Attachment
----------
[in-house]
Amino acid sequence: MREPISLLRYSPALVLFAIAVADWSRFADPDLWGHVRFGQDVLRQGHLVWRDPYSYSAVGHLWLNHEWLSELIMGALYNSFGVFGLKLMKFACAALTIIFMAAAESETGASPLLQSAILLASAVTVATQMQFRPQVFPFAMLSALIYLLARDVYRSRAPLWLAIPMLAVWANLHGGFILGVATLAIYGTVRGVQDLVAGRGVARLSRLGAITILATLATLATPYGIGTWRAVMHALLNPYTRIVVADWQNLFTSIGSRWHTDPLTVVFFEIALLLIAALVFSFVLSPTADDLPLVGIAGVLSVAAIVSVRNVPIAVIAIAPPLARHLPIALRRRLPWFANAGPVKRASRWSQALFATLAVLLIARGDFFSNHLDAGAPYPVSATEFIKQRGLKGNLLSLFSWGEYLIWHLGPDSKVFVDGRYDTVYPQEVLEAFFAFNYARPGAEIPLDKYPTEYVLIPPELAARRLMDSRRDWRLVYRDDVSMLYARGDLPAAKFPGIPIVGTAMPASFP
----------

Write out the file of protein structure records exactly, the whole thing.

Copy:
[in-house]
Amino acid sequence: MREPISLLRYSPALVLFAIAVADWSRFADPDLWGHVRFGQDVLRQGHLVWRDPYSYSAVGHLWLNHEWLSELIMGALYNSFGVFGLKLMKFACAALTIIFMAAAESETGASPLLQSAILLASAVTVATQMQFRPQVFPFAMLSALIYLLARDVYRSRAPLWLAIPMLAVWANLHGGFILGVATLAIYGTVRGVQDLVAGRGVARLSRLGAITILATLATLATPYGIGTWRAVMHALLNPYTRIVVADWQNLFTSIGSRWHTDPLTVVFFEIALLLIAALVFSFVLSPTADDLPLVGIAGVLSVAAIVSVRNVPIAVIAIAPPLARHLPIALRRRLPWFANAGPVKRASRWSQALFATLAVLLIARGDFFSNHLDAGAPYPVSATEFIKQRGLKGNLLSLFSWGEYLIWHLGPDSKVFVDGRYDTVYPQEVLEAFFAFNYARPGAEIPLDKYPTEYVLIPPELAARRLMDSRRDWRLVYRDDVSMLYARGDLPAAKFPGIPIVGTAMPASFP